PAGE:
But Bloomberg dropped out of the race after an underwhelming finish Tuesday and he endorsed Biden on Wednesday morning. By the afternoon, Bloomberg’s St. Petersburg field office on Central Avenue was mostly empty. Tissue boxes and Clorox wipes were scattered over folding tables and boxes of LaCroix sparkling water and Ring Pops were near the entrance while scavengers picked over keepsakes. A lone field worker declined to speak with a reporter and didn’t have a business card — the office hadn’t been open long enough, she said.
Sen. Elizabeth Warren of Massachusetts has also put resources into the state and had a well-organized volunteer team and two field offices long before any other candidates arrived. But the future is uncertain for Warren, who has only managed to win 61 delegates.
More than 374,000 Democrats have voted early or by mail in Florida, and almost one-third of all mail-in-ballots have already arrived in county election offices. That might not be a good sign for Biden. In Super Tuesday states, Bloomberg fared better and Biden slightly worse among early voters, signaling some Democrats likely cast ballots before Bloomberg’s poor debate showing and Biden’s South Carolina surge.
There are also likely plenty of ballots turned in for candidates no longer in the race, including ex-South Bend, Ind., mayor Pete Buttigieg and Sen. Amy Klobuchar, who dropped out and endorsed Biden.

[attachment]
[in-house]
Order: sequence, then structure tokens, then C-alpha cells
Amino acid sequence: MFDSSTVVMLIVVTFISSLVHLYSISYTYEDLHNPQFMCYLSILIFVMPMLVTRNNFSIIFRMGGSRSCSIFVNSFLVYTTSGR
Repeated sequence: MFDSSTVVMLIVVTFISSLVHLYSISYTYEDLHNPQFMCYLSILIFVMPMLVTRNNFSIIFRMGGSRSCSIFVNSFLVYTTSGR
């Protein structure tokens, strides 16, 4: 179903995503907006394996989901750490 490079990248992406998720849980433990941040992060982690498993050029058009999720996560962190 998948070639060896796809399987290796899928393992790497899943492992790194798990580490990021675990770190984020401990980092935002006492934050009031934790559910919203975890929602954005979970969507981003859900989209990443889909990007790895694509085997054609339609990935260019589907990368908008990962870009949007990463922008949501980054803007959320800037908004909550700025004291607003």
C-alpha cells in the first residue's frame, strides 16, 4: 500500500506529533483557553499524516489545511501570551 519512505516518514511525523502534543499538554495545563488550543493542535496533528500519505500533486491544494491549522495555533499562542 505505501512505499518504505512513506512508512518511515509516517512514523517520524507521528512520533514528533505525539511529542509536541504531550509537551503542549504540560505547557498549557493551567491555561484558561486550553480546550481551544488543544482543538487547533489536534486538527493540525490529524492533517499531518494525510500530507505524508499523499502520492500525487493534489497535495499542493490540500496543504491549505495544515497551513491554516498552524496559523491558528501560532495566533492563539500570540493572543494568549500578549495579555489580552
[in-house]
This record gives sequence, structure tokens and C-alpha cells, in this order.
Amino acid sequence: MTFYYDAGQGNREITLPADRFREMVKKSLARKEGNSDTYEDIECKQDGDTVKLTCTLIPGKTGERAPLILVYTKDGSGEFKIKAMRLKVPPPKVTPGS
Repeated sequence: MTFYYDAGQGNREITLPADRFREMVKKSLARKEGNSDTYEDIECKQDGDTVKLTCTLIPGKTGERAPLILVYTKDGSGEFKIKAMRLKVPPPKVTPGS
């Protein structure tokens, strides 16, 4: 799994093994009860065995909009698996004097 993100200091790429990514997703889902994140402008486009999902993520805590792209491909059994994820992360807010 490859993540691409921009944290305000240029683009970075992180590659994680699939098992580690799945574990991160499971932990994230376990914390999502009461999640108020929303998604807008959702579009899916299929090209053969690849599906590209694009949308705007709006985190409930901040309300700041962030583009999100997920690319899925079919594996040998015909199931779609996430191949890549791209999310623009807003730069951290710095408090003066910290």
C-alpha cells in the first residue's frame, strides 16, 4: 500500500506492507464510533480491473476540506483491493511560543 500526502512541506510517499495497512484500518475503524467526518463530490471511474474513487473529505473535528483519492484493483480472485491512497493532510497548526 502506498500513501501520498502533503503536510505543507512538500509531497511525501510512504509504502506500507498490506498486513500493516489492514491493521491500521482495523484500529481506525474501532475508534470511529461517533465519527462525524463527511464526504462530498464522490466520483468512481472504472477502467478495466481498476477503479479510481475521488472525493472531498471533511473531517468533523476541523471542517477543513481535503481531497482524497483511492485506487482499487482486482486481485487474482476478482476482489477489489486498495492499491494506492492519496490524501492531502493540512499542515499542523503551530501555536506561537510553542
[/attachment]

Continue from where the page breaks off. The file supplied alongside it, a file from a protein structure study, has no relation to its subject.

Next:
Florida shares its primary date with three other states: Illinois, Ohio and Arizona. Those states have sizable delegate counts, too, making March 17 a critical slate for the remaining candidates. Six states will also be voting Tuesday, but only one of those states, Michigan, will award even half as many delegates as Florida.
Biden enters this stretch with significant momentum after winning primaries in South Carolina and in most Super Tuesday states, including a sweep of the south and taking two states Sanders won in 2016: Oklahoma and Minnesota. He surprised by also taking Texas, where it might take weeks to divvy up the delegates between Biden and Sanders.
Florida Political Insiders, the state’s top politicos regularly polled by the Tampa Bay Times, predicted last month that Biden would win the nomination and he has long been their favorite to take Florida. The limited number of polls in Florida have consistently shown Biden with a lead here, though primary voters have flirted with Bloomberg too.
Biden’s support in Florida continued to grow Wednesday. U.S. Rep. Kathy Castor, the Tampa Democrat and the chairwoman of the House Select Committee on the Climate Crisis, endorsed Biden, the Times reported.
Ahead of the South Carolina contest, Biden Super PAC strategist Steve Schale said Florida’s diversity bodes well for Biden, the resounding choice of most black voters so far. But Schale ultimately expected Democratic voters here to follow wherever the momentum of the race was headed after Super Tuesday.
“We are very much alive,” Biden said at a campaign rally in California. “And make no mistake about it, this campaign will send Donald Trump packing. This campaign is taking off.”
Sanders, meanwhile, carried the largest state on Super Tuesday, California, giving his campaign the delegates it needs to remain within reach of Biden. He also won Colorado, Utah and his home state of Vermont.
“I am excited about where we are,” Sanders told his supporters in Vermont. “We have come a long, long way.”
Times reporter Kavitha Surana contributed to this report.